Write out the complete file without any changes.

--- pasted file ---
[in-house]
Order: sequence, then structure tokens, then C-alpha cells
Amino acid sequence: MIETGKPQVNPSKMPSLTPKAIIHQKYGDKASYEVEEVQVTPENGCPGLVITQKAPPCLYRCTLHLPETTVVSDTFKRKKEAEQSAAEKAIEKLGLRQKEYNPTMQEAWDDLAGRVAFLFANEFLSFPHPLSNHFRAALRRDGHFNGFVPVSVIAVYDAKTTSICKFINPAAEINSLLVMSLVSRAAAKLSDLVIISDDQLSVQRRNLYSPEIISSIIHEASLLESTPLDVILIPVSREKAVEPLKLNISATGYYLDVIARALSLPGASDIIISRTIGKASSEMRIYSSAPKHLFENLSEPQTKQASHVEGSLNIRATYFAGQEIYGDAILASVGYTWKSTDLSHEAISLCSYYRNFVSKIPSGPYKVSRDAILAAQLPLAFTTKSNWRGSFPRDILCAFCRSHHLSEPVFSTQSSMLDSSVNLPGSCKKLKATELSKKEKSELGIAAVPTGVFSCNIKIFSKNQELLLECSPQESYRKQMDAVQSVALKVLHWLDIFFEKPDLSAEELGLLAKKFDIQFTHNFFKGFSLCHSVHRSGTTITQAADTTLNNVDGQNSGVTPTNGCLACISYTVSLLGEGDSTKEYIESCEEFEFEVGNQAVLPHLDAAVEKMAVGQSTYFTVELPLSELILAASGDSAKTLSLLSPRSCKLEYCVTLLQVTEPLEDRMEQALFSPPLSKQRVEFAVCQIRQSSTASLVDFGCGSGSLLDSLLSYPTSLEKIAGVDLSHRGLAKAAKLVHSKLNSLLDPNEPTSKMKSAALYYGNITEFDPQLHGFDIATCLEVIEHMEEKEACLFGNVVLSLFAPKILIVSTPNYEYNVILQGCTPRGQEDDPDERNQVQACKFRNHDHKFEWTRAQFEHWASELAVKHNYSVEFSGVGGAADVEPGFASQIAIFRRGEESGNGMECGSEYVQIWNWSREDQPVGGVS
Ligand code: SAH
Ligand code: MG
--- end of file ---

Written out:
[in-house]
Order: sequence, then structure tokens, then C-alpha cells
Amino acid sequence: MIETGKPQVNPSKMPSLTPKAIIHQKYGDKASYEVEEVQVTPENGCPGLVITQKAPPCLYRCTLHLPETTVVSDTFKRKKEAEQSAAEKAIEKLGLRQKEYNPTMQEAWDDLAGRVAFLFANEFLSFPHPLSNHFRAALRRDGHFNGFVPVSVIAVYDAKTTSICKFINPAAEINSLLVMSLVSRAAAKLSDLVIISDDQLSVQRRNLYSPEIISSIIHEASLLESTPLDVILIPVSREKAVEPLKLNISATGYYLDVIARALSLPGASDIIISRTIGKASSEMRIYSSAPKHLFENLSEPQTKQASHVEGSLNIRATYFAGQEIYGDAILASVGYTWKSTDLSHEAISLCSYYRNFVSKIPSGPYKVSRDAILAAQLPLAFTTKSNWRGSFPRDILCAFCRSHHLSEPVFSTQSSMLDSSVNLPGSCKKLKATELSKKEKSELGIAAVPTGVFSCNIKIFSKNQELLLECSPQESYRKQMDAVQSVALKVLHWLDIFFEKPDLSAEELGLLAKKFDIQFTHNFFKGFSLCHSVHRSGTTITQAADTTLNNVDGQNSGVTPTNGCLACISYTVSLLGEGDSTKEYIESCEEFEFEVGNQAVLPHLDAAVEKMAVGQSTYFTVELPLSELILAASGDSAKTLSLLSPRSCKLEYCVTLLQVTEPLEDRMEQALFSPPLSKQRVEFAVCQIRQSSTASLVDFGCGSGSLLDSLLSYPTSLEKIAGVDLSHRGLAKAAKLVHSKLNSLLDPNEPTSKMKSAALYYGNITEFDPQLHGFDIATCLEVIEHMEEKEACLFGNVVLSLFAPKILIVSTPNYEYNVILQGCTPRGQEDDPDERNQVQACKFRNHDHKFEWTRAQFEHWASELAVKHNYSVEFSGVGGAADVEPGFASQIAIFRRGEESGNGMECGSEYVQIWNWSREDQPVGGVS
Ligand code: SAH
Ligand code: MG